In this weeks’ Federal News Roundup we take a look at how FITARA – the Federal IT Acquisition Reform Act – is changing the way federal agencies work. We also check in on the Silicon Valley-ization of the federal government and the VA looks to predictive analytics to help forecast benefits. To find out more about these stories, continue reading below.
Department of Transportation Shares Insight into Measurable Impact of FITARA
This week, Department of Transportation CIO, Richard McKinney shared some of the ways in which adhering to FITARA is reshaping the IT acquisition and procurement process for his agency. McKinney has been a vocal proponent of FITARA since the mandate’s inception in December 2014 shared that he and his budget chief, Laura Ziff, were now able to see which projects constituted “a good investment” he said at a recent conference. A key part of the success for the DOT has been using FITARA to find a common language “between the financial and IT staffs.” McKinney and Ziff’s experiences have led some to suggest that the ‘T’ in FITARA shouldn’t stand for technology, but instead for teamwork, which is the key to the DoT’s success, not just implementing the mandate, but also realizing its benefits.
The Federal Government Continues to Emulate Silicon Valley
Over the last seven years Silicon Valley and its core principles of innovation and agility have had a big impact on the federal government. From key hires in the White House to the creation of 18F the Obama Administration has set the tone for the next generation of government. This week two other Silicon Valley-inspired government startups caught our attention: The U.S. Digital Service (USDS) and the Defense Innovation Unit Experimental (DIUx). In March, President Obama described the USDS has a ‘SWAT team’ with a mission to deliver a “more awesome government” through technology. With one year ‘tours of duty’ and a startup culture front and center the USDS seems poised to upend governmental traditions.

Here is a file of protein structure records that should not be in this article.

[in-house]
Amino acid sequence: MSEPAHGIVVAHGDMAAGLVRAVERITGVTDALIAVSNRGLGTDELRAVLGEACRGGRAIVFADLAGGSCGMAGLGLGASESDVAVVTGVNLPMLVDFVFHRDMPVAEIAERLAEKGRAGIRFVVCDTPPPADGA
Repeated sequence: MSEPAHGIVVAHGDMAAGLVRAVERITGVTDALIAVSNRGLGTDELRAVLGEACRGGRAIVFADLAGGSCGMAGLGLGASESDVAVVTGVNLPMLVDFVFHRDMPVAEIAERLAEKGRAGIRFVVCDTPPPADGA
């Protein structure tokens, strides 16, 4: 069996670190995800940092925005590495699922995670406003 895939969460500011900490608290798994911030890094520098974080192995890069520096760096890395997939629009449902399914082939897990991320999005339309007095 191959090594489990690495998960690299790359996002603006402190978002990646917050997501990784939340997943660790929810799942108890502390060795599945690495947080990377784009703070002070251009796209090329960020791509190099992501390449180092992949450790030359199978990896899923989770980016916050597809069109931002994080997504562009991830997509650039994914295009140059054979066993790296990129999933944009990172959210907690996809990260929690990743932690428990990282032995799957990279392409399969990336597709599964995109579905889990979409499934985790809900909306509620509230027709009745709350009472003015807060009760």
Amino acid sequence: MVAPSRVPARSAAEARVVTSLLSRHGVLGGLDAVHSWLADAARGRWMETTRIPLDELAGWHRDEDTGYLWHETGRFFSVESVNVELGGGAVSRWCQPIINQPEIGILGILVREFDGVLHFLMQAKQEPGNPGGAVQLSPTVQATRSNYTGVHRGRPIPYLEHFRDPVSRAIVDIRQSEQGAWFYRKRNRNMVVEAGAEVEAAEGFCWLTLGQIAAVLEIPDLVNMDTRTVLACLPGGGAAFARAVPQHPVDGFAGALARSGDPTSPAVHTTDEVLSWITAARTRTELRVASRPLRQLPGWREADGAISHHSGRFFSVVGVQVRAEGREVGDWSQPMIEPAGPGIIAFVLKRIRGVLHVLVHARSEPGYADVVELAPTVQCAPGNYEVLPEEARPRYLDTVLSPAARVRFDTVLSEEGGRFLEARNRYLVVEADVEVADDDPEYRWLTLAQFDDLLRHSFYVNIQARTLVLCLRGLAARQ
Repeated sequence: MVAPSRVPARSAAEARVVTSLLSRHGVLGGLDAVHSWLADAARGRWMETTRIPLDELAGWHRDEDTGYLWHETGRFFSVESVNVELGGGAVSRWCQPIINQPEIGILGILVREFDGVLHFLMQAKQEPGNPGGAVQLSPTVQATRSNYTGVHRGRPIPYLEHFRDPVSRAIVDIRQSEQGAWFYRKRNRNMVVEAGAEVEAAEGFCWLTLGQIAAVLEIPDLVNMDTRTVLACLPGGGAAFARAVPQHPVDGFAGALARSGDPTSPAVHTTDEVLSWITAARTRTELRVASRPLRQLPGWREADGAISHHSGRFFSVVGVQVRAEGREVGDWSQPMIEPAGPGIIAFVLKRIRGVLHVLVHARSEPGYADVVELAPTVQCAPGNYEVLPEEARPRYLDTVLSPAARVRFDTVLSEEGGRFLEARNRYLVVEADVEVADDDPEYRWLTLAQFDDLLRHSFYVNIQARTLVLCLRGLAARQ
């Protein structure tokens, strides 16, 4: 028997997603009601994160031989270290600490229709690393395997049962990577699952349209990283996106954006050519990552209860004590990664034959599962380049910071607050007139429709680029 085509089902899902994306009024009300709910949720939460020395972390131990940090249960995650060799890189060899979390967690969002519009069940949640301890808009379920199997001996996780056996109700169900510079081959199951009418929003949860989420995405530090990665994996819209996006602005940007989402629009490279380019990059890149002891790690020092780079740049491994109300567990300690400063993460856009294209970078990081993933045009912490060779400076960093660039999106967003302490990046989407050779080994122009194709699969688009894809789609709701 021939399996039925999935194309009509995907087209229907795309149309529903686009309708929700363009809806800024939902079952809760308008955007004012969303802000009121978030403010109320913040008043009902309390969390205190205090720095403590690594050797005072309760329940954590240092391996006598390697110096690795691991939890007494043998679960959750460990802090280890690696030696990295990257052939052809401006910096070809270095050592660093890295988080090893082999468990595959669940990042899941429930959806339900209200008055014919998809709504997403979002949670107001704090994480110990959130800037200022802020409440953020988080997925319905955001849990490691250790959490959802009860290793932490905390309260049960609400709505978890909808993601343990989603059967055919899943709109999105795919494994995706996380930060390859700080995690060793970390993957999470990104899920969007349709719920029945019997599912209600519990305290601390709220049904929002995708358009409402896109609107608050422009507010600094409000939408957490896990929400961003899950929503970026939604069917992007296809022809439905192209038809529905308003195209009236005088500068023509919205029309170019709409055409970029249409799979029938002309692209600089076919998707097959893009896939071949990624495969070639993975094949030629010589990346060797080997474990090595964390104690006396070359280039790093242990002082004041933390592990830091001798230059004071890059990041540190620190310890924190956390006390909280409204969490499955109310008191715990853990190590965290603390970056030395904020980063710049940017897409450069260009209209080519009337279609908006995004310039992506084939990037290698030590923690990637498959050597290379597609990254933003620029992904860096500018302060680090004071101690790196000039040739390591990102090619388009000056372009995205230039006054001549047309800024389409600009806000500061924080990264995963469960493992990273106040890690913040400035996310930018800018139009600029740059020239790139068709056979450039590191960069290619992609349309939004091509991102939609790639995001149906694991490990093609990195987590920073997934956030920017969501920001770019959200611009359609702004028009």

Speaking of government disruptors…
Secretary of Defense, Ash Carter, has been busy working “to build, and in some cases rebuild, the bridges between our national security endeavor in the Pentagon, and the wonderfully innovative, open technology community of companies and universities that comprise one of America’s great strengths,” through the DIUx. Harkening back to past collaborations that created GPS technology, jet engines, and even the Internet, Carter’s mission to bring innovation to the warfighter, is moving ahead with DIUx 2.0. Launched this month with a new managing partner, Raj Shah and an additional location in Boston, Carter is definitely acting more like a Silicon Valley CEO than a traditional government official.
VA Set to Explore Predictive Analytics to Support Veterans
The Department of Veterans Affairs is exploring predictive analytics as a way to help forecast benefits, and in turn, manage budgets, and develop better agency-wide plans. According to a recent article in NextGov the “approach could help the agency understand the gap between demand for those benefits and the VA’s capability to provide them, as well as the “consequences to the veteran of not closing the gap.” Using data from their own systems, as well as the Census Bureau, the VA will create a comprehensive picture of who will need benefits as well as where and when demand for support will be greatest. Just one more example of data-driven innovation in the federal government! Interested in reading the RFI? You can find it here.
Keep up with the latest IT news for the federal government by following us on Twitter.